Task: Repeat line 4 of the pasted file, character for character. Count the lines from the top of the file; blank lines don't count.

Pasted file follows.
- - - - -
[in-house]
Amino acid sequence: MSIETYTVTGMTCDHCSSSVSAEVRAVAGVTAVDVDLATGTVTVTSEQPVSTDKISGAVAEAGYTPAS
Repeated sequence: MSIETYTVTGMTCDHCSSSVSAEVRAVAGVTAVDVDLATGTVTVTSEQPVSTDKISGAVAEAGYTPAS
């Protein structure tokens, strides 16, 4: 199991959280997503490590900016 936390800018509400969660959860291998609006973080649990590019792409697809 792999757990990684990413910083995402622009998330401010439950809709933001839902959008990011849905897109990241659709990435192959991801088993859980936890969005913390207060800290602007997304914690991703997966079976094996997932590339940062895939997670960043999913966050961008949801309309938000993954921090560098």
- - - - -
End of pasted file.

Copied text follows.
């Protein structure tokens, strides 16, 4: 199991959280997503490590900016 936390800018509400969660959860291998609006973080649990590019792409697809 792999757990990684990413910083995402622009998330401010439950809709933001839902959008990011849905897109990241659709990435192959991801088993859980936890969005913390207060800290602007997304914690991703997966079976094996997932590339940062895939997670960043999913966050961008949801309309938000993954921090560098």